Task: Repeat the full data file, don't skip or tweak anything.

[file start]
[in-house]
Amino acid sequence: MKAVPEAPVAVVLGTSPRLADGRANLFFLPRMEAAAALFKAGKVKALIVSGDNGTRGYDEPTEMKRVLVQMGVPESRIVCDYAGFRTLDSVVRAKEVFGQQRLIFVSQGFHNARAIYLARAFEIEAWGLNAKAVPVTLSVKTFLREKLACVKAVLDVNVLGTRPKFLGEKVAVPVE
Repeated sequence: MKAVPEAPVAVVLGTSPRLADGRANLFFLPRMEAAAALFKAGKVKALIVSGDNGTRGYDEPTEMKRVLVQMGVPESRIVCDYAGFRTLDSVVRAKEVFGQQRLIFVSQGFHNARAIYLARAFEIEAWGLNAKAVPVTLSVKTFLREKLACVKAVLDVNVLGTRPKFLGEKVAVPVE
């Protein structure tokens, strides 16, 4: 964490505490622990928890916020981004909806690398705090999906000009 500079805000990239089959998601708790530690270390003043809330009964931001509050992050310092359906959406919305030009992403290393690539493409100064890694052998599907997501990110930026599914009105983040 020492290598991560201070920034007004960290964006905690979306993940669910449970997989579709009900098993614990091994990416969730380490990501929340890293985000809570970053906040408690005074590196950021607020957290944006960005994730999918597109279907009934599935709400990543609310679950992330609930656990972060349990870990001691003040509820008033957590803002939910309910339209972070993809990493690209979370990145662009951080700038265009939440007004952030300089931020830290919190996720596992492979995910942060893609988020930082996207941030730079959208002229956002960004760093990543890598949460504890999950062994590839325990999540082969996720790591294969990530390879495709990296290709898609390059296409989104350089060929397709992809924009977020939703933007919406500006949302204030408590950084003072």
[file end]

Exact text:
[in-house]
Amino acid sequence: MKAVPEAPVAVVLGTSPRLADGRANLFFLPRMEAAAALFKAGKVKALIVSGDNGTRGYDEPTEMKRVLVQMGVPESRIVCDYAGFRTLDSVVRAKEVFGQQRLIFVSQGFHNARAIYLARAFEIEAWGLNAKAVPVTLSVKTFLREKLACVKAVLDVNVLGTRPKFLGEKVAVPVE
Repeated sequence: MKAVPEAPVAVVLGTSPRLADGRANLFFLPRMEAAAALFKAGKVKALIVSGDNGTRGYDEPTEMKRVLVQMGVPESRIVCDYAGFRTLDSVVRAKEVFGQQRLIFVSQGFHNARAIYLARAFEIEAWGLNAKAVPVTLSVKTFLREKLACVKAVLDVNVLGTRPKFLGEKVAVPVE
């Protein structure tokens, strides 16, 4: 964490505490622990928890916020981004909806690398705090999906000009 500079805000990239089959998601708790530690270390003043809330009964931001509050992050310092359906959406919305030009992403290393690539493409100064890694052998599907997501990110930026599914009105983040 020492290598991560201070920034007004960290964006905690979306993940669910449970997989579709009900098993614990091994990416969730380490990501929340890293985000809570970053906040408690005074590196950021607020957290944006960005994730999918597109279907009934599935709400990543609310679950992330609930656990972060349990870990001691003040509820008033957590803002939910309910339209972070993809990493690209979370990145662009951080700038265009939440007004952030300089931020830290919190996720596992492979995910942060893609988020930082996207941030730079959208002229956002960004760093990543890598949460504890999950062994590839325990999540082969996720790591294969990530390879495709990296290709898609390059296409989104350089060929397709992809924009977020939703933007919406500006949302204030408590950084003072």